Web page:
This year, for the first time, I grew, the fancy Italian chicory variety ‘puntarelle’. And how it grew. For a few months in early summer a relentless supply of long, slender green leaves added a bitter twist to just about every meal I cooked.* So when the chorus of “not more bloody chicory” became deafening it was time to dig the patch for a new crop.
But that didn’t spell the end for my new found chicory addiction. The best bit was yet to come…
A recent trip to Belgium introduced me to a typically boozy Belgian brew called ‘Wit Goud’ from Brouwerif Hof Ten Dormaal, a lightly coloured 8% ale in which a portion of hops are replaced with locally grown ‘witloof’ – aka chicory. And it tasted amazing. I’ve no idea how they used their chicory to brew with but I know that some brewers have used chicory coffee, made from roasted roots, to impart bitter earthy flavours to dark stouts and porters. So I settled on the following process to prepare the puntarelle roots for my own chicory beer.
How to prepare chicory roots for beer (or coffee)
1. My chicory roots were very long, thin, straight and hairy. After digging they received a thorough scrub, with stubborn strands getting shaved off with a sharp knife.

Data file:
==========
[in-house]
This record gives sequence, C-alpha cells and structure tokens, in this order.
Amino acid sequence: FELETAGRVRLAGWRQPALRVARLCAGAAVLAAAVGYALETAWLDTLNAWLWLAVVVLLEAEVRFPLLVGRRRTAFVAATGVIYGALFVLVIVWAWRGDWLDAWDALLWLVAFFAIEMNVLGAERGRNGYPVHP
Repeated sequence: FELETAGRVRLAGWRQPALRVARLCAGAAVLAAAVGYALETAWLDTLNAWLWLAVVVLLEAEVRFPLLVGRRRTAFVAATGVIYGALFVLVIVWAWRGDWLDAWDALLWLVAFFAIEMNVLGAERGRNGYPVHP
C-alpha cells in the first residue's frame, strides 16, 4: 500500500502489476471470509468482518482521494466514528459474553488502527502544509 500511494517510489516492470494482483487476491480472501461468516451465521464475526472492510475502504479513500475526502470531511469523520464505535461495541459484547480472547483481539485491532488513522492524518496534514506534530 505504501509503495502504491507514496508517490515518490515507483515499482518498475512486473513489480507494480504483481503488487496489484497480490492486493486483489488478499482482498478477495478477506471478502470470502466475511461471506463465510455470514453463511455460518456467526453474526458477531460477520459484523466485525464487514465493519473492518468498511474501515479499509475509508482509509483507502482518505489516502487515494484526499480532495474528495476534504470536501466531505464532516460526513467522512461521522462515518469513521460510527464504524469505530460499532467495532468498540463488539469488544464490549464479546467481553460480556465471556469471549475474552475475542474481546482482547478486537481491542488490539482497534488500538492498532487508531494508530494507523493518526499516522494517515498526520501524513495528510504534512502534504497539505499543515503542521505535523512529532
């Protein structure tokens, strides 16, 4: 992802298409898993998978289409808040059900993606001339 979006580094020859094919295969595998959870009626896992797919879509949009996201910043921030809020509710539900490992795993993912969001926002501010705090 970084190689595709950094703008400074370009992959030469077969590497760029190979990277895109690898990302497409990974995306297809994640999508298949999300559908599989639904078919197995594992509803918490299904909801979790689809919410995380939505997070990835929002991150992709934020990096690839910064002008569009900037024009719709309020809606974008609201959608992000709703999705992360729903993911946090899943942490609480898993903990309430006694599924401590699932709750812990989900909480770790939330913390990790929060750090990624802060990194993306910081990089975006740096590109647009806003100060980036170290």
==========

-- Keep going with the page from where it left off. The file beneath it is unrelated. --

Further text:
2. I dried the roots with kitchen towel and chopped them into similarly sized chunks to ensure the received an even roasting.
3. These chopped roots were laid out on a baking tray, placed in an oven and roasted until dry. Annoyingly I didn’t make notes of the exact temperature (it was low) or time taken but, as with drying anything in the oven, it’s advisable to regularly check their progress to prevent burning. And anyway, the length of time depends on size of chunks drying, type of oven, and all sorts of other random factors…
4. Seeing as I was aiming for a bitter pale ale I didn’t want my roots to receive a dark roasting, so as soon as all the moisture had evaporated they came out of the oven (to test them make sure there’s not the slightest hint of flexibility or chewiness remaining).
5. To apply the chicory flavour to my ale I decided to first make an infusion (ie. chicory coffee) which I added five minutes from the end of the beer boiling phase. This coffee was made by first grinding the chicory with a mortise and pestle, then infusing it in boiling water, before straining off the hot liquid. Just like regular coffee. For my one gallon batch I made a single mug of coffee from three heaped teaspoons of ground chicory.
So, how does it taste?
Happily I can report brewing success. The chicory pale ale has the familiar beery flavours of one of my regular home brewed pale ales – after all, it still contains the usual malt and hop ingredients – but there’s an extra deep lying bitterness that comes from the chicory. It’s subtle at first, but lingers in the mouth for longer than the hop bitterness, rewarding you with an increasing intensity of bitter flavour the more you drink.